"We auditioned Stevie Ray Vaughn to join Stycks as a favor to Jimmy Vaughn. I could tell he was a natural but we really needed somebody that could play the cover tunes. He was really good but we needed guys that could fit in our style, he was still a little wild. Then a couple of year later we are playing The Cellar and this band called Blackbird comes on and all of a sudden here comes Stevie. Wow. What a change. The guy was an absolute phenom. That was the week before this happened. We were up at Louann's during the day trying to work in the new guitar player that we had just hired and had left all our equipment up there. This was April 1st of 1971. I get a call from a friend of mine telling me that 'Louanns burned down last night'. I tell him 'that's not funny' thinking its a April Fools joke. Turns out it was true."
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KIRBY ST. ROMAIN

on
May 20, 2019
I was playing with The Roadrunnners at some school and they had a special guest, Scotty McKay. And we backed him up. After the gig, he came over and asked me if I wanted to play a job with him. I thought he was asking about the whole band. He wasn't. To make a long story short, I had borrowed money from my dad to buy a bass guitar as we didn't have a bass in the band. And I was quite literally new to it, but Scotty liked the way I played and ended up leaving the band and playing with Scotty for a long time. As a matter of fact Scotty is the one who got me into the recording studio to do my own stuff. It turned out to be "Summers Coming" which I wrote in the back seat of his car on the way to the studio. We already recorded the A side of the record with a tune called 'Walk On' and needed a B for the release. Two DJs from KLIF heard it, Chuck Dunaway and Bill Enis and they played it for Diamond Records in NYC and they agreed to distribute it. Made it to the Top 50 nationally that year. The next time I walked into KLIF, they said 'You want to be on American Bandstand in Philadelphia?' I says 'sure, I guess...' So I went on the Dick Clark tours.
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MICHAEL NESMITH

on
May 2, 2019
The first time I saw a show advertised in Dallas Morning News, Bo Diddley was gonna play at Louann's. Because by that time, I had heard that song, "Bo Diddley," and I had heard "Can't Judge A Book by Looking at Its Cover," and "Who Do You Love." And, well, I could recite the name of every song on that album. There was something in my mind about the way that album sounded. It went to the fact that it was on a 78 LP record, which is to say that it was thin. And I didn't feel the pulse. I thought, "There's something else going on in this rhythm that makes it so meaningful." And the more I studied it, the more I realized there is a counterpoint that's being played against what Bo Diddley has played. So, I played the record enough to wear the grooves off of it, but I also discovered in that record that there was a low drum part.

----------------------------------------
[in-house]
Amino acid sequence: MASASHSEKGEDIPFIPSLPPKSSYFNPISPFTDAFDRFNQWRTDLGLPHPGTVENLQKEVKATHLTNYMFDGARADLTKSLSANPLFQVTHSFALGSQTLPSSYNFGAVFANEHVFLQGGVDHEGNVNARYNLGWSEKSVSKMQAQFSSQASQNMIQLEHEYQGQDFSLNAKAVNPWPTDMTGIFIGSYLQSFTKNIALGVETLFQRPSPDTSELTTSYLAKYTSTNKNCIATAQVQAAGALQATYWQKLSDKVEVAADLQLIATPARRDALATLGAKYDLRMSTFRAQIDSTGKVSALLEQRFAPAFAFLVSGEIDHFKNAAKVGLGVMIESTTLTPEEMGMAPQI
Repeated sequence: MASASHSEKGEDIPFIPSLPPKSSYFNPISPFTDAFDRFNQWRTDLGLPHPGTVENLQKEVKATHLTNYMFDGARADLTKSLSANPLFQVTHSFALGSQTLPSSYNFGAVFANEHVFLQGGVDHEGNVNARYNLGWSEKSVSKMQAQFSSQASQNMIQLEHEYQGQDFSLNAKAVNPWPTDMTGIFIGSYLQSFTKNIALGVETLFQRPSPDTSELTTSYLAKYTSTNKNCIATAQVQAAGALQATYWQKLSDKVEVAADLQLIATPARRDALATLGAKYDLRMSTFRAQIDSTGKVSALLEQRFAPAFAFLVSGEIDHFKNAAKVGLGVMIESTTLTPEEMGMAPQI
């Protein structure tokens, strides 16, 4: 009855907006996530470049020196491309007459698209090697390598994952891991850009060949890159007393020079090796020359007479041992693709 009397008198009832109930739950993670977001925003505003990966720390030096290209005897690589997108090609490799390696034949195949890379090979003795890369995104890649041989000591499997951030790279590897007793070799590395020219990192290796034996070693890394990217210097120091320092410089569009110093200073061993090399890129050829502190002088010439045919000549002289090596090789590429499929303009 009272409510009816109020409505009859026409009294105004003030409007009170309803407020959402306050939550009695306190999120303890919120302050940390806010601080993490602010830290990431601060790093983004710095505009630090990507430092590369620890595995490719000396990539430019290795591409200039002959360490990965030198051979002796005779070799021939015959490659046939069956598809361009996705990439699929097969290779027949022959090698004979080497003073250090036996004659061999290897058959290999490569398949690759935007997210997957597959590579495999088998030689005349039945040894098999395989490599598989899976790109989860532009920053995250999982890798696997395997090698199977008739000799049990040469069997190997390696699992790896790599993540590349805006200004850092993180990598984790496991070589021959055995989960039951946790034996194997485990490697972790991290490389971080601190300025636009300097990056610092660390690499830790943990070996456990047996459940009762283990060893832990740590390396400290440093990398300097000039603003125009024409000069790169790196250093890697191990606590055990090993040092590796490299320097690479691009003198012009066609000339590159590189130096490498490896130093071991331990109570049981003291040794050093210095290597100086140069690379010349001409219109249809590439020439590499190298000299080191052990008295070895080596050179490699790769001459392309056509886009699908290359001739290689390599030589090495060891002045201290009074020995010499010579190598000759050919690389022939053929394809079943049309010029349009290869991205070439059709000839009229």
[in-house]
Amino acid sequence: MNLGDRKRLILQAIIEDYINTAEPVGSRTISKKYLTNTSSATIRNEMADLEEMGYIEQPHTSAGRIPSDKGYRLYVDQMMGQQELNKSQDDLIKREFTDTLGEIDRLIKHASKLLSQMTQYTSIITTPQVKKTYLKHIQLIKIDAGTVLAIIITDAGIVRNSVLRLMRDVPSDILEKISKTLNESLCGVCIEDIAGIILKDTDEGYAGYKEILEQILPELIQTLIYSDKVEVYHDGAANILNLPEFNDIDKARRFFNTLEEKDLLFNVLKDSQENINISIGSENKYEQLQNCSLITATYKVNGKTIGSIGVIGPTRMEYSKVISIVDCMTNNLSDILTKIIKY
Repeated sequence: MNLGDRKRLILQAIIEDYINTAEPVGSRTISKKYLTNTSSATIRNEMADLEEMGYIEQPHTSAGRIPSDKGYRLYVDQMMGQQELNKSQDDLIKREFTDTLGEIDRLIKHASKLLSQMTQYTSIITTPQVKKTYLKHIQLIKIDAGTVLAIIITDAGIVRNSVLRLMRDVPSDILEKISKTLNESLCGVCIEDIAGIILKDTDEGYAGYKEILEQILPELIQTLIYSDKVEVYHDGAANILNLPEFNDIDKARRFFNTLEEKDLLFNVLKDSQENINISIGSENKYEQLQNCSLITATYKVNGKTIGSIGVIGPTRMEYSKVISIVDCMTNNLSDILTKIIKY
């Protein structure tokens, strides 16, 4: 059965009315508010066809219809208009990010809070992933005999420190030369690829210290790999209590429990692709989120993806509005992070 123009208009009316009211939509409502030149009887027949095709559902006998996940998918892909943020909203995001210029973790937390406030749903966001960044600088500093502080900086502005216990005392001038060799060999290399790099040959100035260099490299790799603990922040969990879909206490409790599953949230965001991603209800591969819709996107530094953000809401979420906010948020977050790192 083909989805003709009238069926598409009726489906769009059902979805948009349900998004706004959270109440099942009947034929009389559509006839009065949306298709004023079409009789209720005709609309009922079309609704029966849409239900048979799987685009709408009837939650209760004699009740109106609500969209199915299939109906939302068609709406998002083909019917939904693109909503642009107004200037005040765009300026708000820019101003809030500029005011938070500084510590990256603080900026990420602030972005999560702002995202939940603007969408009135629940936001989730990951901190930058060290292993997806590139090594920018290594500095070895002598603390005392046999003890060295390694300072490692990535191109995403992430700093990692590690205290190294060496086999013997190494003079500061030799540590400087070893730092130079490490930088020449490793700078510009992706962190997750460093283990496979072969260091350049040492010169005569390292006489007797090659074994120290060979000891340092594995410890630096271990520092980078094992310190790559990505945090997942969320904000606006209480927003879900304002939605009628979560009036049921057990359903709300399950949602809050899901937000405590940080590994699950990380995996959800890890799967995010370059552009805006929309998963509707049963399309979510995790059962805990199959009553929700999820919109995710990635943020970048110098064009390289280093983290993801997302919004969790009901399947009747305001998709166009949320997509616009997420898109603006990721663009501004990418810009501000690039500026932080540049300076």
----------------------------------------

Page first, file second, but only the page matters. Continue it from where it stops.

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Clubs Music

LOUANN’S – PART 3

on
April 16, 2019
"I really loved working at Louann's, all those bands and people. It was really exciting! We would go in every morning, stack the chairs on the tables, sweep the floors, stock the bars. There were two, one in the front and one in the back. And Ann was really the guiding force behind Louann's. She was inventive. She added the 'To Go' place on the Lovers Lane side. We cooked hamburgers and pizzas, she added a Barbecue pit and we cooked brisket. Ann's sister, My Aunt Stella and her husband came down from Chicago where they had a pizzeria. Uncle Pete was a master pizza maker. He did everything from making the dough from scratch, ground the cheese, sliced the pepperoni. So he taught us how to do everything." Pat Martinkus
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Clubs Music

LOUANN’S – PART 4

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on
April 15, 2019
"It is somewhat odd to learn more about your parents after their deaths than while they are living, but that is exactly what happened in my case. Indeed, the first inkling of just how exceptional they were occurred at my mother’s 80th birthday party where guests were invited to bring Louann’s memorabilia in lieu of gifts, and a 1947 Newsweek magazine was among the cache. The article inside provided a surprising insight into how multi-dimensional Lou and Ann Bovis were. I say “surprising” because I had no prior knowledge of that article, and it turned out to be just one of many discoveries ahead. Shortly after the death of my mother in 1993, I uncovered a treasure trove of old photos, newspapers, and magazines from the closets and files at her ranch. There were also deeds, contracts, wills, journals, adoption papers, 16mm family movies, scrapbooks, menus, greeting and post cards. Old letters were nestled inside the books of her vast library. Most of it I had never seen before. As I struggled with grief over my mother’s death, each old piece of my parents’ past brought fresh tears along with new respect and admiration." Chelle Bovis Banks